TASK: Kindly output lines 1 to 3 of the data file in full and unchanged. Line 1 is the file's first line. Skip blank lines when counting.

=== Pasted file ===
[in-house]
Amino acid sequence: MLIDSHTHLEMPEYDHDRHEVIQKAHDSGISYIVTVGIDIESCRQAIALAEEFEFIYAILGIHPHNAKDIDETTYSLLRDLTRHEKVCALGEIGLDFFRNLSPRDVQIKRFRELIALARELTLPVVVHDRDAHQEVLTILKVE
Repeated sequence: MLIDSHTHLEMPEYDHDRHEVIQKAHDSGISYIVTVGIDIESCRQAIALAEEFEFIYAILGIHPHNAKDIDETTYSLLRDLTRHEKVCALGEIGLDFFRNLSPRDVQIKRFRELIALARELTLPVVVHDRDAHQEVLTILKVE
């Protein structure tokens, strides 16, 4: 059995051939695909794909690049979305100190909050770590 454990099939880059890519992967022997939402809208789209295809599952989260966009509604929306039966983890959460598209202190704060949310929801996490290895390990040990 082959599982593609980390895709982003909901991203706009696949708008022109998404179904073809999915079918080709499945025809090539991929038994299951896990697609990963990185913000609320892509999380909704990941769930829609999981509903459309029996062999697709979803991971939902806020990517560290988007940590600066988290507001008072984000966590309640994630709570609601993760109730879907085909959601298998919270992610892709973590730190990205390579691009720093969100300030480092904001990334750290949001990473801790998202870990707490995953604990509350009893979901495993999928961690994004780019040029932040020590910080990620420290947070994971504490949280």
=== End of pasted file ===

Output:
[in-house]
Amino acid sequence: MLIDSHTHLEMPEYDHDRHEVIQKAHDSGISYIVTVGIDIESCRQAIALAEEFEFIYAILGIHPHNAKDIDETTYSLLRDLTRHEKVCALGEIGLDFFRNLSPRDVQIKRFRELIALARELTLPVVVHDRDAHQEVLTILKVE
Repeated sequence: MLIDSHTHLEMPEYDHDRHEVIQKAHDSGISYIVTVGIDIESCRQAIALAEEFEFIYAILGIHPHNAKDIDETTYSLLRDLTRHEKVCALGEIGLDFFRNLSPRDVQIKRFRELIALARELTLPVVVHDRDAHQEVLTILKVE